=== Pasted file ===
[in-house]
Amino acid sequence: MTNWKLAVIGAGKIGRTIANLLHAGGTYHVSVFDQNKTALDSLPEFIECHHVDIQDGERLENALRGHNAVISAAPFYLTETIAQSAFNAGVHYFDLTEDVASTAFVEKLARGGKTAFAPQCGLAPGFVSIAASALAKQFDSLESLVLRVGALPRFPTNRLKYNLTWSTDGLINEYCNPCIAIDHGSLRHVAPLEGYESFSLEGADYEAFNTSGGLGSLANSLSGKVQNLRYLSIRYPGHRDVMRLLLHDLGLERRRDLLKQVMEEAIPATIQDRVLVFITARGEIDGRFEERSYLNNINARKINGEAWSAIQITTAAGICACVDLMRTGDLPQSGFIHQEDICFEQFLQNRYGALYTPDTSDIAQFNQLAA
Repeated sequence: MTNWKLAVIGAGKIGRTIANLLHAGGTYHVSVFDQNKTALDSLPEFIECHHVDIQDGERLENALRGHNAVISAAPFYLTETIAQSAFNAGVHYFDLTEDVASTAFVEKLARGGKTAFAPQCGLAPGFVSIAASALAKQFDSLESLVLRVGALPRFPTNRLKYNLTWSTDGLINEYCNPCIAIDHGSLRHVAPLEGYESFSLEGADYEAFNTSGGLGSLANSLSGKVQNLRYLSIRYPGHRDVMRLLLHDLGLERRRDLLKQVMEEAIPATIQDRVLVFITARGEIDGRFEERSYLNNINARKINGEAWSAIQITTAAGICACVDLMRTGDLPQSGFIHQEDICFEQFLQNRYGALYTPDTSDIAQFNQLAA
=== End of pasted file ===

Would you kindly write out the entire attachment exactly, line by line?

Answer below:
[in-house]
Amino acid sequence: MTNWKLAVIGAGKIGRTIANLLHAGGTYHVSVFDQNKTALDSLPEFIECHHVDIQDGERLENALRGHNAVISAAPFYLTETIAQSAFNAGVHYFDLTEDVASTAFVEKLARGGKTAFAPQCGLAPGFVSIAASALAKQFDSLESLVLRVGALPRFPTNRLKYNLTWSTDGLINEYCNPCIAIDHGSLRHVAPLEGYESFSLEGADYEAFNTSGGLGSLANSLSGKVQNLRYLSIRYPGHRDVMRLLLHDLGLERRRDLLKQVMEEAIPATIQDRVLVFITARGEIDGRFEERSYLNNINARKINGEAWSAIQITTAAGICACVDLMRTGDLPQSGFIHQEDICFEQFLQNRYGALYTPDTSDIAQFNQLAA
Repeated sequence: MTNWKLAVIGAGKIGRTIANLLHAGGTYHVSVFDQNKTALDSLPEFIECHHVDIQDGERLENALRGHNAVISAAPFYLTETIAQSAFNAGVHYFDLTEDVASTAFVEKLARGGKTAFAPQCGLAPGFVSIAASALAKQFDSLESLVLRVGALPRFPTNRLKYNLTWSTDGLINEYCNPCIAIDHGSLRHVAPLEGYESFSLEGADYEAFNTSGGLGSLANSLSGKVQNLRYLSIRYPGHRDVMRLLLHDLGLERRRDLLKQVMEEAIPATIQDRVLVFITARGEIDGRFEERSYLNNINARKINGEAWSAIQITTAAGICACVDLMRTGDLPQSGFIHQEDICFEQFLQNRYGALYTPDTSDIAQFNQLAA